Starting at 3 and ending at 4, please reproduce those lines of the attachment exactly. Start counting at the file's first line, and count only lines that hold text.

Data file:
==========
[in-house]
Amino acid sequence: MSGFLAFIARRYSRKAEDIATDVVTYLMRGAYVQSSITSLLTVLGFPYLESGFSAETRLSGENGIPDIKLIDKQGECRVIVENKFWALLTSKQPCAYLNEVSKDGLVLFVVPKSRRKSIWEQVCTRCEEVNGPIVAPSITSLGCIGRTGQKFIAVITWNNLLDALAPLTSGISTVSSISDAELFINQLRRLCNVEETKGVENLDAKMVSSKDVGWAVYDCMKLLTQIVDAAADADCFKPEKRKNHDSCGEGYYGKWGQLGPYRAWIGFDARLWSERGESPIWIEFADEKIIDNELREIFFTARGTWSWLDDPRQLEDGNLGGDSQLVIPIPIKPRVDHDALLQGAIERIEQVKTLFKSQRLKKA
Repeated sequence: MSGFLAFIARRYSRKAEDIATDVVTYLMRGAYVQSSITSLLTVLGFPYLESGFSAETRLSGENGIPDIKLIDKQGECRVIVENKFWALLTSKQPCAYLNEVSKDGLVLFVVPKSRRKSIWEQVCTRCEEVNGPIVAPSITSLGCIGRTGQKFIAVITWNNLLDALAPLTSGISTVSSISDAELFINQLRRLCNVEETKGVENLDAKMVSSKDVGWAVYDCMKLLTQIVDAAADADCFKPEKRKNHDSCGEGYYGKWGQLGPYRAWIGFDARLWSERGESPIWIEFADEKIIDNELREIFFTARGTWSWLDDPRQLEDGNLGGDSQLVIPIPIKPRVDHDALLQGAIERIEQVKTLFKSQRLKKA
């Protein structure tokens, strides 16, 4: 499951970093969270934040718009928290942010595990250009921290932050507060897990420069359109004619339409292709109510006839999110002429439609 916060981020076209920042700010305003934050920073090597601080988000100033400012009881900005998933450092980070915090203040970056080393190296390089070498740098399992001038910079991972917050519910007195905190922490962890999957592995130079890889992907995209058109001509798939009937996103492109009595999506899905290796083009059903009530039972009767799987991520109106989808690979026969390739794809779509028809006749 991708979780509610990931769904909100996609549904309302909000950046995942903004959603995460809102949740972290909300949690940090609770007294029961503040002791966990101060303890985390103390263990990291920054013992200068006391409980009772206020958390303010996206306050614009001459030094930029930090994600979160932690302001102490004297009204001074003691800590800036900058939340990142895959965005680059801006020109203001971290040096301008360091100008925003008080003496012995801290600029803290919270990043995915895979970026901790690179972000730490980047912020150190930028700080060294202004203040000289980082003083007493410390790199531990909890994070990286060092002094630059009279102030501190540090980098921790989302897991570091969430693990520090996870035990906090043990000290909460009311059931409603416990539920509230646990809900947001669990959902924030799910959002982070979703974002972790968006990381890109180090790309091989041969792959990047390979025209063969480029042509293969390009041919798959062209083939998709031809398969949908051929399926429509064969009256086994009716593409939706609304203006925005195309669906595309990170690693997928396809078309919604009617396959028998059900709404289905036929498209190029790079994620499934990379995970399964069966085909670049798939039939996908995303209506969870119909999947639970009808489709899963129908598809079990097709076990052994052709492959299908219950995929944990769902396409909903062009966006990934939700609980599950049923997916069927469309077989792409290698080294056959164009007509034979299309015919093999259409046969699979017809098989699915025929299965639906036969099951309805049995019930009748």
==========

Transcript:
Repeated sequence: MSGFLAFIARRYSRKAEDIATDVVTYLMRGAYVQSSITSLLTVLGFPYLESGFSAETRLSGENGIPDIKLIDKQGECRVIVENKFWALLTSKQPCAYLNEVSKDGLVLFVVPKSRRKSIWEQVCTRCEEVNGPIVAPSITSLGCIGRTGQKFIAVITWNNLLDALAPLTSGISTVSSISDAELFINQLRRLCNVEETKGVENLDAKMVSSKDVGWAVYDCMKLLTQIVDAAADADCFKPEKRKNHDSCGEGYYGKWGQLGPYRAWIGFDARLWSERGESPIWIEFADEKIIDNELREIFFTARGTWSWLDDPRQLEDGNLGGDSQLVIPIPIKPRVDHDALLQGAIERIEQVKTLFKSQRLKKA
């Protein structure tokens, strides 16, 4: 499951970093969270934040718009928290942010595990250009921290932050507060897990420069359109004619339409292709109510006839999110002429439609 916060981020076209920042700010305003934050920073090597601080988000100033400012009881900005998933450092980070915090203040970056080393190296390089070498740098399992001038910079991972917050519910007195905190922490962890999957592995130079890889992907995209058109001509798939009937996103492109009595999506899905290796083009059903009530039972009767799987991520109106989808690979026969390739794809779509028809006749 991708979780509610990931769904909100996609549904309302909000950046995942903004959603995460809102949740972290909300949690940090609770007294029961503040002791966990101060303890985390103390263990990291920054013992200068006391409980009772206020958390303010996206306050614009001459030094930029930090994600979160932690302001102490004297009204001074003691800590800036900058939340990142895959965005680059801006020109203001971290040096301008360091100008925003008080003496012995801290600029803290919270990043995915895979970026901790690179972000730490980047912020150190930028700080060294202004203040000289980082003083007493410390790199531990909890994070990286060092002094630059009279102030501190540090980098921790989302897991570091969430693990520090996870035990906090043990000290909460009311059931409603416990539920509230646990809900947001669990959902924030799910959002982070979703974002972790968006990381890109180090790309091989041969792959990047390979025209063969480029042509293969390009041919798959062209083939998709031809398969949908051929399926429509064969009256086994009716593409939706609304203006925005195309669906595309990170690693997928396809078309919604009617396959028998059900709404289905036929498209190029790079994620499934990379995970399964069966085909670049798939039939996908995303209506969870119909999947639970009808489709899963129908598809079990097709076990052994052709492959299908219950995929944990769902396409909903062009966006990934939700609980599950049923997916069927469309077989792409290698080294056959164009007509034979299309015919093999259409046969699979017809098989699915025929299965639906036969099951309805049995019930009748």